I’ll just click start on file 32 just in case the car isn’t it for 32, and there we are that’s complete, and now I’ll now open up the card. There we are looking lots of lovely space sitting over there, and if we go back to our berryboot files, I’ll do a ctrl a pick them all up, edit and copy, edit and paste, yes I could control C, and control V, that well I thought I’d show you on screen, and it’ll copy all the files over and then we’ll all be finished, and there we are we now have an SD card all ready to be used to run berryboot on our Raspberry Pi.
so I’ll eject the thing and we’ll get on with that, I’ve now put the SD card into my Raspberry Pi 2 which we’re going to boot up and hopefully use it to install multiple operating systems, and here it is booting although we are, we’ve arrived in berryboot that was nice, and quick it’s a very straightforward system to use here, you can see with a few questions around show on the screen.
Can we see green borders for overscan and at the acai counter? I’ll leave that, that it is, I’m currently connected here by a wired network, so I can use that to work with this, but if I wasn’t I could click on Wi-Fi, and then I go into my Wi-Fi credentials, it won’t let me do that because there’s no Wi-Fi, enabled here, I haven’t got a dongle plugged into the PI 2, but you can do this by a wide or a Wi-Fi network.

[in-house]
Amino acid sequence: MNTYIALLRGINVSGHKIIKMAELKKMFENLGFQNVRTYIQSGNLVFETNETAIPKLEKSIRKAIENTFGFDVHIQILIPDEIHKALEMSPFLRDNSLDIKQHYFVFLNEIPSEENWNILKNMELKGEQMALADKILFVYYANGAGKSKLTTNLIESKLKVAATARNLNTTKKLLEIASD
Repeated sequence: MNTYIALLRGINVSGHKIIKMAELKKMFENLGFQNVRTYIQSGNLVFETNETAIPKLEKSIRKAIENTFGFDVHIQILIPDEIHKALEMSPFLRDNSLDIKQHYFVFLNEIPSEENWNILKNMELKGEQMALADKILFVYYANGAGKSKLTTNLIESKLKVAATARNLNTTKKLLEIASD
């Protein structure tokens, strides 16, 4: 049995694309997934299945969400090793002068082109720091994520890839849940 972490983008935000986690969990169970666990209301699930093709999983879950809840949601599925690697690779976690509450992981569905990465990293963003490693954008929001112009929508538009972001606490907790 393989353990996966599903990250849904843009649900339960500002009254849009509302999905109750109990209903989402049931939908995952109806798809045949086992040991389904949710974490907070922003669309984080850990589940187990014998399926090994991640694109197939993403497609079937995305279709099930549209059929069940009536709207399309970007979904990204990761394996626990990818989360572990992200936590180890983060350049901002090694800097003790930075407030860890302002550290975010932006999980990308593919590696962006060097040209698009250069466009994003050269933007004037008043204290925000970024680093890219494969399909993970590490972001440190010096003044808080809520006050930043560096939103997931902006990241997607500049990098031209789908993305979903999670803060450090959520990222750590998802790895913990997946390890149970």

So I’ll leave that as, it is it says I can test the keyboard, so I will do I’ll go don’t dump, yes I can test the keyboard and we’ll click OK. We now have to select where we’re going to install our operating system, now at the moment, I’ve just got the SD card in the PI, so to install onto the SD card the operating system which is down there.
So we’ll go OK, and we’ll go format it, will format it in a second with the appropriate files, and here we are it’s giving us a choice of operating systems, and who saves a lot of operating systems here, it’s basically picked up everything really supported for the PI the standard version of raspbian, which is what I’ll pick in a second, but we’ve got fedora, we’ve got all sorts of options down here, we’ve got say Ubuntu mate.